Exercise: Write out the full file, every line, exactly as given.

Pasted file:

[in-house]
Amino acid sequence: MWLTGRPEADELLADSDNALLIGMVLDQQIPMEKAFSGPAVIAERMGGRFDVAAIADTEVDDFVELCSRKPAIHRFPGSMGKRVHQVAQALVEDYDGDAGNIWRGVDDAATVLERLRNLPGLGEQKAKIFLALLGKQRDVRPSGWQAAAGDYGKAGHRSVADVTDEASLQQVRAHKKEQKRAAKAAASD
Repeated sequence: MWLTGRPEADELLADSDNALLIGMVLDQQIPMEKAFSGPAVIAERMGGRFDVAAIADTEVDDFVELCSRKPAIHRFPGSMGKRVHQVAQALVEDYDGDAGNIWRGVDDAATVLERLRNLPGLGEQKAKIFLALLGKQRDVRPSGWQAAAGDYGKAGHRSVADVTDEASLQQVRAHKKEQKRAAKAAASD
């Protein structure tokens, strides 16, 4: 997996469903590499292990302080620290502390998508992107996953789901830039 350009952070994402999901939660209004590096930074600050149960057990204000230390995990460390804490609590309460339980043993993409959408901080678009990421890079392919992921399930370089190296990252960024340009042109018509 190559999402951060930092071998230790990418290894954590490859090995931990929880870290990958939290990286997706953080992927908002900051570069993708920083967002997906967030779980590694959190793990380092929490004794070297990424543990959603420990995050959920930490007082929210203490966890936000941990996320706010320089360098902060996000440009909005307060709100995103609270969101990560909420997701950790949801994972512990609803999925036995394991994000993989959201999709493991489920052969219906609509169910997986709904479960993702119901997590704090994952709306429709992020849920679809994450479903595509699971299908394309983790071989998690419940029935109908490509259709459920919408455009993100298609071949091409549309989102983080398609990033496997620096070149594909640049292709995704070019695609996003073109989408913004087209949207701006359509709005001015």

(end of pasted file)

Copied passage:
[in-house]
Amino acid sequence: MWLTGRPEADELLADSDNALLIGMVLDQQIPMEKAFSGPAVIAERMGGRFDVAAIADTEVDDFVELCSRKPAIHRFPGSMGKRVHQVAQALVEDYDGDAGNIWRGVDDAATVLERLRNLPGLGEQKAKIFLALLGKQRDVRPSGWQAAAGDYGKAGHRSVADVTDEASLQQVRAHKKEQKRAAKAAASD
Repeated sequence: MWLTGRPEADELLADSDNALLIGMVLDQQIPMEKAFSGPAVIAERMGGRFDVAAIADTEVDDFVELCSRKPAIHRFPGSMGKRVHQVAQALVEDYDGDAGNIWRGVDDAATVLERLRNLPGLGEQKAKIFLALLGKQRDVRPSGWQAAAGDYGKAGHRSVADVTDEASLQQVRAHKKEQKRAAKAAASD
């Protein structure tokens, strides 16, 4: 997996469903590499292990302080620290502390998508992107996953789901830039 350009952070994402999901939660209004590096930074600050149960057990204000230390995990460390804490609590309460339980043993993409959408901080678009990421890079392919992921399930370089190296990252960024340009042109018509 190559999402951060930092071998230790990418290894954590490859090995931990929880870290990958939290990286997706953080992927908002900051570069993708920083967002997906967030779980590694959190793990380092929490004794070297990424543990959603420990995050959920930490007082929210203490966890936000941990996320706010320089360098902060996000440009909005307060709100995103609270969101990560909420997701950790949801994972512990609803999925036995394991994000993989959201999709493991489920052969219906609509169910997986709904479960993702119901997590704090994952709306429709992020849920679809994450479903595509699971299908394309983790071989998690419940029935109908490509259709459920919408455009993100298609071949091409549309989102983080398609990033496997620096070149594909640049292709995704070019695609996003073109989408913004087209949207701006359509709005001015």